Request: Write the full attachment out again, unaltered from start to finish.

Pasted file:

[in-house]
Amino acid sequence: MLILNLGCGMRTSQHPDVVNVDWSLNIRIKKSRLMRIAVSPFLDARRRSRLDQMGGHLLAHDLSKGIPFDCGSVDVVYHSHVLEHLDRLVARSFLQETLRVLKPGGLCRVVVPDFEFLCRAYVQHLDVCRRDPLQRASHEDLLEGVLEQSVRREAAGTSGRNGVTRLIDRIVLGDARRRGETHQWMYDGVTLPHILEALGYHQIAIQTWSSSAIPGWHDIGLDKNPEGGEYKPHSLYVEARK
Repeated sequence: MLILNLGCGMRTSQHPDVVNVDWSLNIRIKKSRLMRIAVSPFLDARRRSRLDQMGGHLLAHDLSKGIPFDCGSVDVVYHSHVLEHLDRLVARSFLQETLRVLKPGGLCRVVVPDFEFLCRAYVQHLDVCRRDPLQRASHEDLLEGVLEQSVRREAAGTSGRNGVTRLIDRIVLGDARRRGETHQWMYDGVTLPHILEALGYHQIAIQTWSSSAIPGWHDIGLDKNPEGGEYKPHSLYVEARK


[in-house]
Amino acid sequence: MLILNLGCGMRTSQHPDVVNVDWSLNIRIKKSRLMRIAVSPFLDARRRSRLDQMGGHLLAHDLSKGIPFDCGSVDVVYHSHVLEHLDRLVARSFLQETLRVLKPGGLCRVVVPDFEFLCRAYVQHLDVCRRDPLQRASHEDLLEGVLEQSVRREAAGTSGRNGVTRLIDRIVLGDARRRGETHQWMYDGVTLPHILEALGYHQIAIQTWSSSAIPGWHDIGLDKNPEGGEYKPHSLYVEARK
Repeated sequence: MLILNLGCGMRTSQHPDVVNVDWSLNIRIKKSRLMRIAVSPFLDARRRSRLDQMGGHLLAHDLSKGIPFDCGSVDVVYHSHVLEHLDRLVARSFLQETLRVLKPGGLCRVVVPDFEFLCRAYVQHLDVCRRDPLQRASHEDLLEGVLEQSVRREAAGTSGRNGVTRLIDRIVLGDARRRGETHQWMYDGVTLPHILEALGYHQIAIQTWSSSAIPGWHDIGLDKNPEGGEYKPHSLYVEARK